"The removal of Dean's List for the 2019-20 academic year would be a great disappointment to Penn students who have dedicated efforts to their academics in these difficult times," the petition reads.
Jiang said he started the petition following conversations with friends who were upset Dean’s List was suspended. He said the suspension of Dean's List is particularly frustrating for certain students who were on track to receiving the honor for the first time. Jiang added that the suspension may hurt students' chances of applying for scholarships, as Dean's List is an honor typically expected of a competitive applicant.
“The removal of Dean’s List doesn’t do anything to provide more resources for those students who are struggling,” Jiang said. “To say that the removal is alleviating stress with students, I don’t think I see the link quite there.”
Pritchett included in the University-wide announcement that there will be a notation placed on every undergraduate’s transcript to recognize the disruption to spring 2020 and changes to academic policies. Eckhard said members of SCUE and the Undergraduate Assembly will help write the notation on students’ transcripts regarding the suspension of the Dean’s List. She added that SCUE, the UA, and administrators will likely finalize the notation within the next week.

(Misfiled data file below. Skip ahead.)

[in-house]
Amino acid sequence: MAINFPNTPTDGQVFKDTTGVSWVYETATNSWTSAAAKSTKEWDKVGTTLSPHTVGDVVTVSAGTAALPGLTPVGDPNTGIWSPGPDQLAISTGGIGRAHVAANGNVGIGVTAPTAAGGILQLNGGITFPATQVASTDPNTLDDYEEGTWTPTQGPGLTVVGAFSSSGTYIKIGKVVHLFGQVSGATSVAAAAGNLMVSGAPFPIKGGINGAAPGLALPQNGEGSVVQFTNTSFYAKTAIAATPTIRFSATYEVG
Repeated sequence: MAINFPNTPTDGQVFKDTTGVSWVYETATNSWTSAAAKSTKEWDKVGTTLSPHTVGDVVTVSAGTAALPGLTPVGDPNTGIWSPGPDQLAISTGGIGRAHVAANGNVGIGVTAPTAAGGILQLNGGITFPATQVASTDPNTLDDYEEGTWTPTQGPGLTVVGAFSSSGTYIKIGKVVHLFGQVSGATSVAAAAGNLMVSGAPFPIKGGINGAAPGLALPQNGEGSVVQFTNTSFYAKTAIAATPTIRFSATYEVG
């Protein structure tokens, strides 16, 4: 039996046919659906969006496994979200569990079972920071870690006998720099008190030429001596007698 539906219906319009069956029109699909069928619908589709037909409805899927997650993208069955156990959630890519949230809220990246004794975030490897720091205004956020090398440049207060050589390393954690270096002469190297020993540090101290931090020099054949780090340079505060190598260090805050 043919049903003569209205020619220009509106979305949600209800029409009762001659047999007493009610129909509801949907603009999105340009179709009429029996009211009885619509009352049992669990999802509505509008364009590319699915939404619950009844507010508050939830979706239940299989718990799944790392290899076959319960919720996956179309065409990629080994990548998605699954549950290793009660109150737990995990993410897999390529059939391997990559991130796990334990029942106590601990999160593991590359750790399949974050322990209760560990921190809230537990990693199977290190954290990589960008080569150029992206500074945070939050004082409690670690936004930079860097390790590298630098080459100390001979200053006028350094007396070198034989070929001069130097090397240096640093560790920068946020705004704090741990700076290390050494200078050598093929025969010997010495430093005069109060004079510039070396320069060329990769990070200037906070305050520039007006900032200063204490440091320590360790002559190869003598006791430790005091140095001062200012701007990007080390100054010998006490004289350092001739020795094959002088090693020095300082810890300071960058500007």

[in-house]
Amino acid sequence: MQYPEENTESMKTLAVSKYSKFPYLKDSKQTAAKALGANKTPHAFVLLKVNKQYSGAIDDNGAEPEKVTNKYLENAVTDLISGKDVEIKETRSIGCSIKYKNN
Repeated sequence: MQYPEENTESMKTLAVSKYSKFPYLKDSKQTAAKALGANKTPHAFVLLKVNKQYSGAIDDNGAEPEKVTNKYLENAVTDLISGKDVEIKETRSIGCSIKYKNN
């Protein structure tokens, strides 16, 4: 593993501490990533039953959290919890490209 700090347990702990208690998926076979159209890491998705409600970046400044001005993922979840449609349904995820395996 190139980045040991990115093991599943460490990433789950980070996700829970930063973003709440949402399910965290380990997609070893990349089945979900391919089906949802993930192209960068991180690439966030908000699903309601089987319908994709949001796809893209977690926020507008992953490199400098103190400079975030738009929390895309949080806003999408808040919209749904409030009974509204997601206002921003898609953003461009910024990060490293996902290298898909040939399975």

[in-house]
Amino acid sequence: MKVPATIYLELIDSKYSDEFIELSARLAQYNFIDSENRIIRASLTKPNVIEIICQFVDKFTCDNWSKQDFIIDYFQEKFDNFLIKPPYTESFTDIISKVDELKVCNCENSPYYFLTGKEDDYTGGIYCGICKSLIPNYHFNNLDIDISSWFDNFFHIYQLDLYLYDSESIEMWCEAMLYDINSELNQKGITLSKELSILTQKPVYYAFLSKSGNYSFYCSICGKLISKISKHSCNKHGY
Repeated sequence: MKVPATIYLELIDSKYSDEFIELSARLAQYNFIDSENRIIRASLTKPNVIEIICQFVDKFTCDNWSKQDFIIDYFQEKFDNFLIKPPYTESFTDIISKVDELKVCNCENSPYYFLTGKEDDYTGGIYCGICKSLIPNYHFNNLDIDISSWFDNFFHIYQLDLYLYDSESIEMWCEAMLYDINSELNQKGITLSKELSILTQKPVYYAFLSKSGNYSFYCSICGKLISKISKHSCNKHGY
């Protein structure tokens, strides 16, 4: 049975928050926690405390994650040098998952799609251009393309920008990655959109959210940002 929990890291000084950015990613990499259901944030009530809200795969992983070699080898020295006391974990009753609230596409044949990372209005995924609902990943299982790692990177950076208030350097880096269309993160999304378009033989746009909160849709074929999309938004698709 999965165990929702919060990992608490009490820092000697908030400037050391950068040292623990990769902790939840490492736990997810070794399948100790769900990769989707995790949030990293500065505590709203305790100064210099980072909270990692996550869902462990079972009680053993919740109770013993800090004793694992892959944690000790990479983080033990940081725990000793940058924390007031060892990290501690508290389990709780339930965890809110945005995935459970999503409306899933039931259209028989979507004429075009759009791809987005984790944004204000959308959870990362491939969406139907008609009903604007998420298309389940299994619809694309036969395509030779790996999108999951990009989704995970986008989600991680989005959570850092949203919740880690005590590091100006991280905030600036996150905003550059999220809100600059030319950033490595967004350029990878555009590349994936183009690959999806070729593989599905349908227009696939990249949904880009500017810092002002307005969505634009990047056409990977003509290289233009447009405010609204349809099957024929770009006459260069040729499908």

Engineering sophomore Divyansh Agrawal, who signed the petition, said he intentionally worked harder in his courses this year to achieve Dean's List, which he believes should be reflected on his transcript.
“If you’re not making a mandatory pass/fail, if you leave in the option to students to take courses for a grade, I think you should also reflect in the sort of titular achievement on the transcript,” Agrawal said.
Agrawal added that he believes the Dean’s List suspension will hurt his hiring prospects as an international student looking for jobs in the U.S., as many other applicants will have the opportunity to achieve the honor and include it on their transcript.
College junior Justin Greenman, who also signed and shared the petition on Facebook, said, however, the decision to suspend the Dean’s List is a “relatively minor inconvenience” compared to other policies the University could have instated such as a universal pass/fail grading system. Greenman said he believes a universal pass/fail policy would have hurt students' scholarship chances, graduate school admissions, and employment opportunities more so than the suspension of Dean's List.
Four Ivy League schools have adopted a form of mandatory pass/fail grading over concerns about academic equity and that some graduate programs would only accept satisfactory/unsatisfactory grades from students whose universities instituted mandatory policies.
"I still very firmly think that given this global crisis, that Dean's List is not something that needs to be prioritized," Eckhard said. "I understand the disappointment around it, certainly, but I think that the notation will mitigate concerns that it looks like students just did not earn Dean's List."